In December of 1993, Walker shelled out $10 million for Mike Moore, $2.4 million for Krueger, and $400,000 for Bolton. He also resigned Gullickson for two more years at $4.6 million. In addition to getting the starting staff all set, he resigned Lou Whitaker to what would be his final contract in the majors for three more seasons and signed Alan Trammell to a one-year deal. He would also make Cecil Fielder the highest-paid Tiger player of all time with a five-year, $36.2 million dollar deal.
Moore was 33 years old and on paper, it appeared his better days were behind them, even at that point in his career. But keep in mind, the previous season, the Tigers team ERA from their rotation was 4.60, and Moore’s lifetime ERA was 4.60. However, the Tigers’ lack of pitching was the biggest need. Their team strikeouts of 693 were one of the lowest in the league. The second closest team was 100 strikeouts back.
Walker did what he could to plug the holes for the 1993 season. His most memorable pitching signing wasn’t the pitchers he signed in December of 1992, rather it was one he did as spring training came to a close in April of 1993. He signed left-hander David Wells.
The Tigers bounced back nicely, led by the bats once again. Tony Phillips and Travis Fryman would have 5.0 bWAR seasons, Trammell and Whitaker proved their value once again, each posting a 4.0 bWAR season and a breakout season in terms of bWAR from catcher Chad Kreuter. The Tigers were even tied for first in late June, with a 43-25 record before a 10-18 July sent them to an 85-77 finish, good for 3rd in the AL East.
Despite the trade for outfielder Eric Davis from the Dodgers in July of that season, Detroit still fell short due to a lack of pitching depth. David Wells provided the most value, having a 2.9 WAR season, with Mike Henneman at 1.8 and Tigers homegrown starter John Doherty providing a bit of value at 1.7. They were near the bottom in the AL in ERA, K’s, and hits allowed.
After the season was over, Walker was positive about the season. He got contributions from Joe Boever, who was signed in August, Kirk Gibson, who came back to the team in February of 1993, and Storm Davis. In his off-season conservation with Detroit News writer Tom Gage, he felt they were not too far away.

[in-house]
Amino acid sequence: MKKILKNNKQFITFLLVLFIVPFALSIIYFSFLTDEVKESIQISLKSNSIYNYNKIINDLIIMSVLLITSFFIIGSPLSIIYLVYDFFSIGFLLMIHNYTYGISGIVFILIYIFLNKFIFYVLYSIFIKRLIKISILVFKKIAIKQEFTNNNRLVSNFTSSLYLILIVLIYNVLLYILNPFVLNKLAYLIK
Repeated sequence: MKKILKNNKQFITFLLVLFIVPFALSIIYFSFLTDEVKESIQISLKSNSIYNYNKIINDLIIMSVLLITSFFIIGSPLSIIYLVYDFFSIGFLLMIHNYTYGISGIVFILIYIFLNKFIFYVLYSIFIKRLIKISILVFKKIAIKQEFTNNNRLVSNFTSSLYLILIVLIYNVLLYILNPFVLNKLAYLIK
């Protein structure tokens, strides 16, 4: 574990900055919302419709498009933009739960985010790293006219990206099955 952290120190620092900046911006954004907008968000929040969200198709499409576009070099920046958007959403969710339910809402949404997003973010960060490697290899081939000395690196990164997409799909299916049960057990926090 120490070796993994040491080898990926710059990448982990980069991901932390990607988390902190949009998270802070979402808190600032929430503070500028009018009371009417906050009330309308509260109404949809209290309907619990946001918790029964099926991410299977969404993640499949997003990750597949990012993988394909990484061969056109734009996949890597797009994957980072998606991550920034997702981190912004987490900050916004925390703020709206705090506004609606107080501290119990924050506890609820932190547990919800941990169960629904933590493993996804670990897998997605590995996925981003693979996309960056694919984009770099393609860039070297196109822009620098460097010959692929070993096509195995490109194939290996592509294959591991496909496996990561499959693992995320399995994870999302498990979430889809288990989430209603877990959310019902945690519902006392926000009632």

Walker to Boston?
According to rumors that were flying around Tiger Stadium in late December of 1993 and a report from Peter Gammons of Baseball America, Walker made himself a candidate for the vacant Boston Red Sox GM position. (strange how history almost repeats itself) and he was going to be replaced by George Bradley, a former Tigers scouting aide and former GM of the New York Yankees. Bradley was friends with Jimmy Develano, the senior vice-president of the Red Wings so that’s where the connection came in.
Walker had no idea where the rumor came from. But on January 24th, 1994, Mike Ilitch fired Jerry Walker, just after one season on the job. At the press conference, Ilitch said this about Jerry Walker.
“Walker was a deliberate individual who takes a lot of time in decision making, although he usually made the right one, while I’m quicker to making decisions. Communication could of been a bit better on Walker’s part. You want good clear communication and I didn’t feel we had it”.
He also cited that Walker did not get along with the people Ilitch brought in to help run the team and that with payroll at $38 million, the Tigers were still a winner. Walker responded with this quote that really wrapped it up his relationship with Mr. Ilitch.
“He wasn’t happy with the way things were going and neither was I”.
Jerry Walker was not out of a job for too long. He joined the Blue Jays as a special assignment scout in April of 1994 before heading to St.Louis where he worked for General Manager Walt Jocketty. For 13 seasons, 11 of which he was the vice president of player personnel and two seasons as the director of Major League player personal, he helped Jocketty turn the Cardinals into National League contenders with a World Series win in 2006.
That Tigers team of 1993 would the last time they were .500 until 2006. Like McDonald before him, Walker did not have enough time. His only draft produced Brian Moehler and he was responsible for the signing of Juan Encarnacion, who ironically enough, would join him in St.Louis later in his career.